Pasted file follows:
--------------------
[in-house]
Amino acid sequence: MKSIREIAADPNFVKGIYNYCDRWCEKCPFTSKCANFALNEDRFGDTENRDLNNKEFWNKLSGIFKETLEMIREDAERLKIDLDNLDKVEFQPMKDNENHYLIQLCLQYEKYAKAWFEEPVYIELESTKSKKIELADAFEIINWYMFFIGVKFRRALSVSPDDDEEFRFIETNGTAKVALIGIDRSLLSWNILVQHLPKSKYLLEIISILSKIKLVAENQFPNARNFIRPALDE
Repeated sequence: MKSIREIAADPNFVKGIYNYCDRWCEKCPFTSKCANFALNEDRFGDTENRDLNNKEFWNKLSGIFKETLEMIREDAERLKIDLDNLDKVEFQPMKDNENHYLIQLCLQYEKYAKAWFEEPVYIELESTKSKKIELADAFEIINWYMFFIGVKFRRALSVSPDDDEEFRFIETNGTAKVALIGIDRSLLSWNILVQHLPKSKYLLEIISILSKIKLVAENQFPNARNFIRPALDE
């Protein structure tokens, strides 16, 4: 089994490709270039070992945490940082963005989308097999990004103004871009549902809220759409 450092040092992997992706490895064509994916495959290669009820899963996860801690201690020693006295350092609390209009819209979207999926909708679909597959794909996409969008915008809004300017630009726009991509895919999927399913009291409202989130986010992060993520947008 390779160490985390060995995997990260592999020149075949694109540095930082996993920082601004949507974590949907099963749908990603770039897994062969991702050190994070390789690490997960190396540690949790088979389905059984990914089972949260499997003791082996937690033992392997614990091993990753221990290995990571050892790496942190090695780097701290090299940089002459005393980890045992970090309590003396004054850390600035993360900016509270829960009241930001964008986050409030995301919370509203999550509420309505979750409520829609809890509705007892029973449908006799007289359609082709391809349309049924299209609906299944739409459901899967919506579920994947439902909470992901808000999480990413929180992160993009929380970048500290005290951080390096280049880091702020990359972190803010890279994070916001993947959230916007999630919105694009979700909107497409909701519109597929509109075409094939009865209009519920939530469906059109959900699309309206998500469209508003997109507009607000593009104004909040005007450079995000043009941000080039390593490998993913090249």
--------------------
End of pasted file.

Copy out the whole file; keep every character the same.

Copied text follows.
[in-house]
Amino acid sequence: MKSIREIAADPNFVKGIYNYCDRWCEKCPFTSKCANFALNEDRFGDTENRDLNNKEFWNKLSGIFKETLEMIREDAERLKIDLDNLDKVEFQPMKDNENHYLIQLCLQYEKYAKAWFEEPVYIELESTKSKKIELADAFEIINWYMFFIGVKFRRALSVSPDDDEEFRFIETNGTAKVALIGIDRSLLSWNILVQHLPKSKYLLEIISILSKIKLVAENQFPNARNFIRPALDE
Repeated sequence: MKSIREIAADPNFVKGIYNYCDRWCEKCPFTSKCANFALNEDRFGDTENRDLNNKEFWNKLSGIFKETLEMIREDAERLKIDLDNLDKVEFQPMKDNENHYLIQLCLQYEKYAKAWFEEPVYIELESTKSKKIELADAFEIINWYMFFIGVKFRRALSVSPDDDEEFRFIETNGTAKVALIGIDRSLLSWNILVQHLPKSKYLLEIISILSKIKLVAENQFPNARNFIRPALDE
């Protein structure tokens, strides 16, 4: 089994490709270039070992945490940082963005989308097999990004103004871009549902809220759409 450092040092992997992706490895064509994916495959290669009820899963996860801690201690020693006295350092609390209009819209979207999926909708679909597959794909996409969008915008809004300017630009726009991509895919999927399913009291409202989130986010992060993520947008 390779160490985390060995995997990260592999020149075949694109540095930082996993920082601004949507974590949907099963749908990603770039897994062969991702050190994070390789690490997960190396540690949790088979389905059984990914089972949260499997003791082996937690033992392997614990091993990753221990290995990571050892790496942190090695780097701290090299940089002459005393980890045992970090309590003396004054850390600035993360900016509270829960009241930001964008986050409030995301919370509203999550509420309505979750409520829609809890509705007892029973449908006799007289359609082709391809349309049924299209609906299944739409459901899967919506579920994947439902909470992901808000999480990413929180992160993009929380970048500290005290951080390096280049880091702020990359972190803010890279994070916001993947959230916007999630919105694009979700909107497409909701519109597929509109075409094939009865209009519920939530469906059109959900699309309206998500469209508003997109507009607000593009104004909040005007450079995000043009941000080039390593490998993913090249």